DENVER — Just days before the start of the 2023-2024 school year, parents are still scrambling to find transportation after Denver Public Schools (DPS) either partially or fully cut bus routes at six of its schools.
While the district said only 3% of its segments of transportation were canceled for the upcoming school year, parents tell Denver7 they're scrambling for other ways to get their children to school come Monday morning.
"It's creating a crisis for families," said Jason Steele, who's daughter, Evie, is starting sixth grade at Morey Middle School.
According to DPS, Morey Middle School and Denver School of the Arts had a portion of their transportation services cut. Denison Montessori, Denver Language School, Polaris and STRIVE-Sunnyside have full cuts.
A district spokesperson said the problem isn't finding enough drivers, but rather the district's Healthy Start Times resolution.
The DPS Board of Education passed the resolution in May 2021, which pushed back start times for middle and high school students. The later start means tighter routes for bus drivers.
Steele and his wife both work full-time and were counting on public school transportation.
"Come home, come back downtown twice a day is too much to ask of nearly any parent who works," said Steele.
The father of three said private transportation is too expensive and said he's not comfortable with Regional Transportation District (RTD) buses.
"My daughter just turned 11. I'm not ready to have her on a public bus by herself going downtown. It will drop her off several blocks away. I don't think anyone really thought about the safety aspect of this," said Steele.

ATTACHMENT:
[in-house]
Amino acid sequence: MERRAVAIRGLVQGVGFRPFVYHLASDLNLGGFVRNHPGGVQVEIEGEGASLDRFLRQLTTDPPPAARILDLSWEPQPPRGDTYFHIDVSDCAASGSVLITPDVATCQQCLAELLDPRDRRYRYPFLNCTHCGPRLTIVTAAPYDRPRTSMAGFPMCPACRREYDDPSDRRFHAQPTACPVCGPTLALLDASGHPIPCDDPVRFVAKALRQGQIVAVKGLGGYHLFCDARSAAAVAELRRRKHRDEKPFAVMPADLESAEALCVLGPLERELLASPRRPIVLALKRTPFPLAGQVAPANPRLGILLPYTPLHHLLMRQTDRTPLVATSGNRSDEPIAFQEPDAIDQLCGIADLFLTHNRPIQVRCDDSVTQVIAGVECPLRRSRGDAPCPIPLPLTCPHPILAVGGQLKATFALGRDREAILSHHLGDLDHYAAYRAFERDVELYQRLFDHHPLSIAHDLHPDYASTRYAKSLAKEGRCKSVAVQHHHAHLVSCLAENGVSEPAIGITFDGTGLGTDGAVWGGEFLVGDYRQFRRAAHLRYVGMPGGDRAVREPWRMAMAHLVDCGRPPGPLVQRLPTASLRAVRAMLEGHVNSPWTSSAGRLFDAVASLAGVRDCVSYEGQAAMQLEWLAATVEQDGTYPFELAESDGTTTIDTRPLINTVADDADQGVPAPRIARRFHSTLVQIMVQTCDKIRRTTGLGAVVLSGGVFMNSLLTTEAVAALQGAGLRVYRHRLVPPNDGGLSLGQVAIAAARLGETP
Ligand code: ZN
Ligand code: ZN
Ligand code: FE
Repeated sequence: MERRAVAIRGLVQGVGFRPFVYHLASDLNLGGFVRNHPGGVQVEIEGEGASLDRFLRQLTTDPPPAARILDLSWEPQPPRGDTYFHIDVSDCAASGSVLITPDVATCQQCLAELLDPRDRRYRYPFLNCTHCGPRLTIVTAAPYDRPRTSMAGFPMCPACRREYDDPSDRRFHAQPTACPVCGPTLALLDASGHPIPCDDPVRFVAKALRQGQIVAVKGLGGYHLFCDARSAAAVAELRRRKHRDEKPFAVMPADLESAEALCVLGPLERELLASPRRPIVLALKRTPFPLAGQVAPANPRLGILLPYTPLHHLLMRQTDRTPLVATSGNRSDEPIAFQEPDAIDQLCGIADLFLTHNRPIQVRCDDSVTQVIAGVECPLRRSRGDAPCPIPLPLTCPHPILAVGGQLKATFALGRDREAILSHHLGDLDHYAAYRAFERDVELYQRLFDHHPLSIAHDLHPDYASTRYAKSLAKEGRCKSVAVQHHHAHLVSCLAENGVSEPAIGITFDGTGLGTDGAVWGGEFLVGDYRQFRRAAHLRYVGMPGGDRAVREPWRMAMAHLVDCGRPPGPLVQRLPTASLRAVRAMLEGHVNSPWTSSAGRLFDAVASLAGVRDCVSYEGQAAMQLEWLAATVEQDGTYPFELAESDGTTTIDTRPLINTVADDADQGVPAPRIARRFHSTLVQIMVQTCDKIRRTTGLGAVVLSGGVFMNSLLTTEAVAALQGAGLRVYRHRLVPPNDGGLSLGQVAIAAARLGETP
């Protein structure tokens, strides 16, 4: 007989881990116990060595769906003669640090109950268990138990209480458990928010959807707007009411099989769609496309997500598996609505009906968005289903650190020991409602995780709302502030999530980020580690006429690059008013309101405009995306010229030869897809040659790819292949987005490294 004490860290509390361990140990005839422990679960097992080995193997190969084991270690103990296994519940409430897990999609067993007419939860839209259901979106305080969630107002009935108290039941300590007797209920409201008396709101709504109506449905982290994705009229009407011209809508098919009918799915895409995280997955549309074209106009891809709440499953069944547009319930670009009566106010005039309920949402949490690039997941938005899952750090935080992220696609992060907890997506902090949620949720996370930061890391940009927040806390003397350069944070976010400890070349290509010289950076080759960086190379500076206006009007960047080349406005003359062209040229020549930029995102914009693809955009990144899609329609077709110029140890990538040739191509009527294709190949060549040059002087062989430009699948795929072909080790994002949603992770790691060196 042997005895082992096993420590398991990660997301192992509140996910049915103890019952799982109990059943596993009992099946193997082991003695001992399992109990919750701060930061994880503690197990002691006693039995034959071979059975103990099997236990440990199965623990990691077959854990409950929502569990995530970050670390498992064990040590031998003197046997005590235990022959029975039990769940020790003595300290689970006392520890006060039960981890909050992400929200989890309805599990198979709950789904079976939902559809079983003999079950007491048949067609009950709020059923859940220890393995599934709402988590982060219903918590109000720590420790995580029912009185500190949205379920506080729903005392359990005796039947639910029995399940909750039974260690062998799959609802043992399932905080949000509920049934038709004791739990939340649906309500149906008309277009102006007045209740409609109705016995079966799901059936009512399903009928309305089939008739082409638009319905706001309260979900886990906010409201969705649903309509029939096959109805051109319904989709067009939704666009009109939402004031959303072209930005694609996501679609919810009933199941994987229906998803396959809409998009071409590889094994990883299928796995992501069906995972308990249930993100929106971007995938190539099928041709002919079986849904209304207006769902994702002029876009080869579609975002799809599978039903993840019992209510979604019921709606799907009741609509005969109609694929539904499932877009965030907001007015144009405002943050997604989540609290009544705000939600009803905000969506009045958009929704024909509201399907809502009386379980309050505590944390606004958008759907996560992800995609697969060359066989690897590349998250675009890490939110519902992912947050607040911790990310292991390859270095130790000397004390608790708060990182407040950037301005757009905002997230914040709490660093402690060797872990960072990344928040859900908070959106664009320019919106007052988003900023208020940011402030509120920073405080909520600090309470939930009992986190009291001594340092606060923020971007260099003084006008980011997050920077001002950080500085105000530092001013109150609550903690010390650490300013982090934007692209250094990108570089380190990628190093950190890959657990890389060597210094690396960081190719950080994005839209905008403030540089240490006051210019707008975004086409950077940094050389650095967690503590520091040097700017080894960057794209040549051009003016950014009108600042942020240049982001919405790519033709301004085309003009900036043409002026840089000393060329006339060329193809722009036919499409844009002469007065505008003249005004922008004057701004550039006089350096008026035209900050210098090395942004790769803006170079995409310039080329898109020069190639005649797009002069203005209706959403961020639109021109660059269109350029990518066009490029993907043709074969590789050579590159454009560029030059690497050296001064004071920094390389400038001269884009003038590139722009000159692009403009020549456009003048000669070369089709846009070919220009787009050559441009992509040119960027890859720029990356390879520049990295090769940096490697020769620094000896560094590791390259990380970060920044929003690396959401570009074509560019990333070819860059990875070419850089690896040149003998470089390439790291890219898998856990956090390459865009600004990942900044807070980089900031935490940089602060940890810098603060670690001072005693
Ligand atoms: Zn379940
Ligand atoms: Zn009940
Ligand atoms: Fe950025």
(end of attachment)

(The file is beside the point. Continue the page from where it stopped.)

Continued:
Not to mention, Steele said the parent drop-off and pick-up situation around the Capitol Hill school is going to be very difficult.
"13th and 14th Avenue are almost like highways here," Steele said.
In a statement, a DPS spokesperson said these decisions were not taken lightly and officials looked at utilization rates to determine which routes to cut.
Beginning this year, Denver Public Schools will have new bell times that align with the Board of Education’s Healthy Start Times resolution. To determine the new bell times, we relied on feedback and data collected throughout the district from surveys and conversations with our DPS community. A total of six of our 204 schools will have full or partial transportation cuts.
These decisions were not taken lightly. To reduce the overall impact of transportation cuts, we looked at utilization rates to see how many students were using each route. Then we factored in the Free and Reduced Lunch (FRL) percentage of riders assigned to each route. By prioritizing rider utilization and FRL percentages, we were able to ensure that our families, who most rely on transportation, will continue to be able to access their buses to the greatest extent possible.
Whatever the reason, Steele said the decision needs to be reversed before the first bell.
"We're scared about how we're going to get our children to school and home safely — something we hadn't thought about," Steele said.
Parents at the six affected schools plan to meet at the DPS school board meeting on August 21 at 5 p.m. Steele said they plan to voice their concerns during the public comment session.